Thursday, April 18, 2013

Climb the Mountains and Get Their Good Tidings

What a crazy week. I can't report anything more on the fate of the first two Shattered Sigil books, since nothing is resolved yet.  In the grand scheme of things that means little, especially in comparison to the disasters in Boston and Texas, for which I don't even have any words.  Yet being a Type A sort of person, I've spent way more mental energy on the books' situation than I'd like (or than I should, most probably).  Fortunately, I've got a great way to clear my head. To quote John Muir,

“Climb the mountains and get their good tidings. Nature's peace will flow into you as sunshine flows into trees. The winds will blow their own freshness into you, and the storms their energy, while cares will drop away from you like the leaves of Autumn.”

Muir sure knew what he was talking about.  Yesterday I had a lovely day of hiking, so in the interests of sharing a little of nature's bounty, here are a few pics from my quest to achieve inner peace.  (A more or less successful quest!  While I might not have achieved zen calm, I am at least now feeling ready to properly focus again on writing book 3 without wasting time worrying over 1 and 2.) Bonus points to anyone who can guess from the pics exactly where I was hiking.  Shouldn't be too hard, since the rock formation featured below is an iconic landmark...

Morning mist makes for some nifty "cloud waterfalls"
Similar view a bit later in the day, after the mist cleared.  Back in 1997, my husband and I did a wonderful multi-pitch rock climb up the middle pillar. Sadly, rock climbing isn't allowed anymore.  But there is much excellent hiking!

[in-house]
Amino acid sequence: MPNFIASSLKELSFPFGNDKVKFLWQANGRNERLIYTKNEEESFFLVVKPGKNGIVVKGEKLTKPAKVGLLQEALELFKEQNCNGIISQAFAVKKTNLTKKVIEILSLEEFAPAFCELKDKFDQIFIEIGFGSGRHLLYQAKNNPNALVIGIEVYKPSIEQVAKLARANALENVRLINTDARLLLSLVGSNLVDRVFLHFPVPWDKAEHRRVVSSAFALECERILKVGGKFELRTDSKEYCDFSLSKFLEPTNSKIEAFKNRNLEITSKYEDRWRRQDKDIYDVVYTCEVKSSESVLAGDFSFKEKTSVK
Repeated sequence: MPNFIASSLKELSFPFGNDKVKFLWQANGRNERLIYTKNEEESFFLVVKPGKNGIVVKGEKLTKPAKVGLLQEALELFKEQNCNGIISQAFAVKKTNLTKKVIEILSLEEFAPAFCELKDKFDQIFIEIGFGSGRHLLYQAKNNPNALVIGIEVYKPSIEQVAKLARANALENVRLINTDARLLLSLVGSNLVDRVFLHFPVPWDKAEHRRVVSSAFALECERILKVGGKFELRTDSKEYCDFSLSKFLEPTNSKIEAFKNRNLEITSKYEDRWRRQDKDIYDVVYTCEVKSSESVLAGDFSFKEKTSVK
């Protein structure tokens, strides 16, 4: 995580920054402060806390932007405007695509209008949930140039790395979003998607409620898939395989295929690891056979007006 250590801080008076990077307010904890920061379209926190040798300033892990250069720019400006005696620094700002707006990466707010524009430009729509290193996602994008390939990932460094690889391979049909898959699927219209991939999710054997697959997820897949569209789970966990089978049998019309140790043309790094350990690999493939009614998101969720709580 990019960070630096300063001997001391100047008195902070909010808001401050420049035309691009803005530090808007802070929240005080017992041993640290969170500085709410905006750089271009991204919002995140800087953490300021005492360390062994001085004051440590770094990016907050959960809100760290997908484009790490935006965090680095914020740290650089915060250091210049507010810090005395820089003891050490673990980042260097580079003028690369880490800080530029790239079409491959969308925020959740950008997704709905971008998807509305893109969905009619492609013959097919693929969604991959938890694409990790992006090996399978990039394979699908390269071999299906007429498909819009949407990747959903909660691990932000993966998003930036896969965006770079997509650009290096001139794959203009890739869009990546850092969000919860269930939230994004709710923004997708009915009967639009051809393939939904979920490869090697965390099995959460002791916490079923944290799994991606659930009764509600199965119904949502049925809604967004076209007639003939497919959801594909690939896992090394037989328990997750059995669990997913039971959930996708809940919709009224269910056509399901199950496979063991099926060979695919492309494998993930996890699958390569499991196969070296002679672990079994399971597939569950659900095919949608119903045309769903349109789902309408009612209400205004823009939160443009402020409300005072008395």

Panoramic view.  Wish I had audio as well as a picture of this so you could hear all the birdsong drifting up from the trees.


4 comments:

  1. Looks like the 3 Sisters from Australia to me, Courtney! :)

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    1. Yup! They're in the Blue Mountains outside Sydney, about 1.5 hrs drive from the city. The sandstone of the cliffs makes for great climbing, canyoning, and caving, and the eucalyptus rainforest is beautiful to hike through. (Well, except for the leeches. I hate leeches. But I douse myself in repellent and do my best not to think about them.)

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  2. I tested out Google's reverse image search, using your photo, and dang if it didn't peg it.

    It looks like it'd be perfect for climbing. Also saw a bridge of some sort to the left - is that where the panoramic view was taken from? Quite a place.

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    1. Yeah, the area right around the Three Sisters is pretty built up/touristy, lots of handrails and cut steps and overlooks - there's even this "scenic world" right across the canyon that includes a gondola, a railway down into the canyon (the world's steepest, at 52 degree incline), a cableway, etc. The large numbers of people is why the climbing isn't allowed anymore - the sandstone's a bit chossy on the Three Sisters, and the park authorities thought the danger of climbers knocking rocks down onto the crowds walking the trail below was too high. So, no more climbing. Good news is, once you get a couple miles out on the trails, the crowds vanish and you've got the cliffs and rainforst to yourself.

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